Time for an update on my cunning camera plan: how am I getting on with my Panasonic GF1? I think it’s fair to call my old Nikon D50 neglected; I last used it on Christmas Day because I needed the SB25 flashgun that goes with it for some early morning indoor shots (yes, that “Wake up Daddy, it’s CHRISTMAS!” moment around 5am). In fact, I’ve just discovered that I used it a few times in the autumn, mainly with a telephoto lens, and I still haven’t processed and catalogued some of those shots. But on the whole, it gets left at home because the GF1 fits into a small shoulder bag and is less of a burden to carry around in your hands. It’s about the size of a rangefinder, which makes it good to go.
I’ve become slightly more used to the interface, especially having taken it on holiday and used it solidly for a week. Of my previous grouses, only the lack of an immediate delete facility still irritates me. I will say that the monochrome image in the LCD really makes me want to push the button and capture it, which is the same feeling I used to get from my Nikon EM (especially when it had an orange filter on the lens). However, it’s a mistake to judge exposure from the display, since a scene that looks like a whiteout on the LCD may turn out to be perfectly exposed when shot - or sometimes, not. I use the separate AE-Lock button a lot, but the only indication in the display that it is enabled is that the ISO indicator changes from AUTO to a fixed value (obviously, if you don’t use Auto ISO this won’t be true for you). As I said before, it’s great if you’re able to just concentrate on pushing that button, less so if you have to think about using some of the other controls.
The image quality is perfectly fine. I’ve had plenty of well-exposed, sharp images with good colour rendition and tones from the camera. The dynamic range is clearly an improvement on the older generation sensor in the D50, which is the other main reason I tend to reach for the GF1 first.
Since adding the 14mm lens to my kit, I also treated myself to the Olympus 45mm/1.8 lens to round it out and give me a tele option for portraits and compression. Very happy with this one, it’s still only a moderate size and the results are usually top notch.
So given all that, aren’t I supposed to be moving up to the GX1? I’ve dithered and delayed on this for so long, I might as well wait to see what the mooted GX2 does, but truth be told, I’m not currently shooting enough to justify the upgrade. Ideally, I’d trade the GF1 for a GX model with matching EVF (haven’t bought the EVF for the GF1 because the camera was always planned as a stopgap). It’s still the most likely option if circumstances change.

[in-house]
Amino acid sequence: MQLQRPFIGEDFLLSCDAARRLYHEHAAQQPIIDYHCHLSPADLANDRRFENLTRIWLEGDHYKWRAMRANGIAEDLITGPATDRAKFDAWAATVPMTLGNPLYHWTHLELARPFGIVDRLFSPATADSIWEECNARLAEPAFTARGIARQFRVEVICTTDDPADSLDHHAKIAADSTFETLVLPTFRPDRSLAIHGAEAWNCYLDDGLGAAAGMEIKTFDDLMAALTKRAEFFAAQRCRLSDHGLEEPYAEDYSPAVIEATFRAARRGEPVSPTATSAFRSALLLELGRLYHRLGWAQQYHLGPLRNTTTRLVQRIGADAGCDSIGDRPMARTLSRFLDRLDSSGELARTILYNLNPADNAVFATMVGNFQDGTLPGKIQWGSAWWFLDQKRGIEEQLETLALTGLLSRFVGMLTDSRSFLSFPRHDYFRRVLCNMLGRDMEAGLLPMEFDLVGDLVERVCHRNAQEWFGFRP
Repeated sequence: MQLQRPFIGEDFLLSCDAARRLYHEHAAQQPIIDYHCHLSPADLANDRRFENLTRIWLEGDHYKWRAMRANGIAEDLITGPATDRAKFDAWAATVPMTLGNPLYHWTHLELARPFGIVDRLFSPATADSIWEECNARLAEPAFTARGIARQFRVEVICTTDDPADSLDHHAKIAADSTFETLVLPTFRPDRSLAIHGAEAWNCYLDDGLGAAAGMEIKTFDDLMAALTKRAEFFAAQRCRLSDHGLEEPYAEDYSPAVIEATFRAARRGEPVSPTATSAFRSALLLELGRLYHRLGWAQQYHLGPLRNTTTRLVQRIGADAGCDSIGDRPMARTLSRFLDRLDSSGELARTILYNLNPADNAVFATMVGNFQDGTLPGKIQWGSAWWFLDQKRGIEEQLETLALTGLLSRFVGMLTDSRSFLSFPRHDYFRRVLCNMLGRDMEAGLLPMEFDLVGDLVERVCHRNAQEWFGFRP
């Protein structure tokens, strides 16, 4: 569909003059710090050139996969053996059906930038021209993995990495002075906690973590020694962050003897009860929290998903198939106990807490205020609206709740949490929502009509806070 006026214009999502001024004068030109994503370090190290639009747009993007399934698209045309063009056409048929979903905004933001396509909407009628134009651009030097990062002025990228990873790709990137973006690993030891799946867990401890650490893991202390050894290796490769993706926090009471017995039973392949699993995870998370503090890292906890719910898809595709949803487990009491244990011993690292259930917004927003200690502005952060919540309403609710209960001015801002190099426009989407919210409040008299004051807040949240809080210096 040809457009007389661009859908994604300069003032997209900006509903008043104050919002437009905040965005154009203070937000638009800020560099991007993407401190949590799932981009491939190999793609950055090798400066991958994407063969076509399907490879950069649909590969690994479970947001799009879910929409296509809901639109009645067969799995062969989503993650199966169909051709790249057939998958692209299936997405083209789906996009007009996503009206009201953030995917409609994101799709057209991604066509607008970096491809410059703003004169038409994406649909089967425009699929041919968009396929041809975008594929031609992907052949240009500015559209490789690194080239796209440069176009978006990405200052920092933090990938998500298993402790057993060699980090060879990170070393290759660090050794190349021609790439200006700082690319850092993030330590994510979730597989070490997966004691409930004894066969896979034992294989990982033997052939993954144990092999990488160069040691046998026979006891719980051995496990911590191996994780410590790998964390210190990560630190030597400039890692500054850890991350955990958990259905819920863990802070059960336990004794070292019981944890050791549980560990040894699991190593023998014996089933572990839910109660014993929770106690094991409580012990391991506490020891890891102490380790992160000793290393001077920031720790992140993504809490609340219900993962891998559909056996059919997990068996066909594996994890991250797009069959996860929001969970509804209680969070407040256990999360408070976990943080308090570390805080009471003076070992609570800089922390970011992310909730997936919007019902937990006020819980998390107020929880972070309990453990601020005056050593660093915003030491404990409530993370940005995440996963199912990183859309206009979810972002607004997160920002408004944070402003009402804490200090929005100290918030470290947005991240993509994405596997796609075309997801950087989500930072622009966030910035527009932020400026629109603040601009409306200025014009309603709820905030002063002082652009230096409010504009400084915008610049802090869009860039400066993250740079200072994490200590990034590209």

What about my Nikon kit? In the best of all possible worlds, I’d win or inherit a large amount of money and splash on a D600 full-frame DSLR with that lovely 50/1.2 AIS lens I’ve always dreamed about to go with it. I think that’s an amazing camera (for a boat anchor) that would probably fulfill my needs for at least a decade. But to me now, a DSLR is the kind of camera you use when you’re specifically heading out to do only Photography (with the capital ‘P’ denoting Serious). That doesn’t tend to happen much at present, and on the rare occasions it does, it takes months to get round to editing and processing the results. But my current daytime career appears to have seriously run into the sand, so maybe one day I’ll decide to try sucking at something else like Photography instead. If I do, the D600 is the kind of big-league shooter I’d buy. Admittedly, my main interest in it is to revitalise a bunch of older Nikkor lenses that would actually perform fairly indifferently on such a high end device - but I love those old focal lengths and I want to keep them. If I were being realistic, I should probably sell them today and use the money to fund replacement long tele and ultra wide options in m4/3.
Still haven’t bitten that particular bullet, which probably tells you exactly where I am right now. Yeah - enjoying my GF1.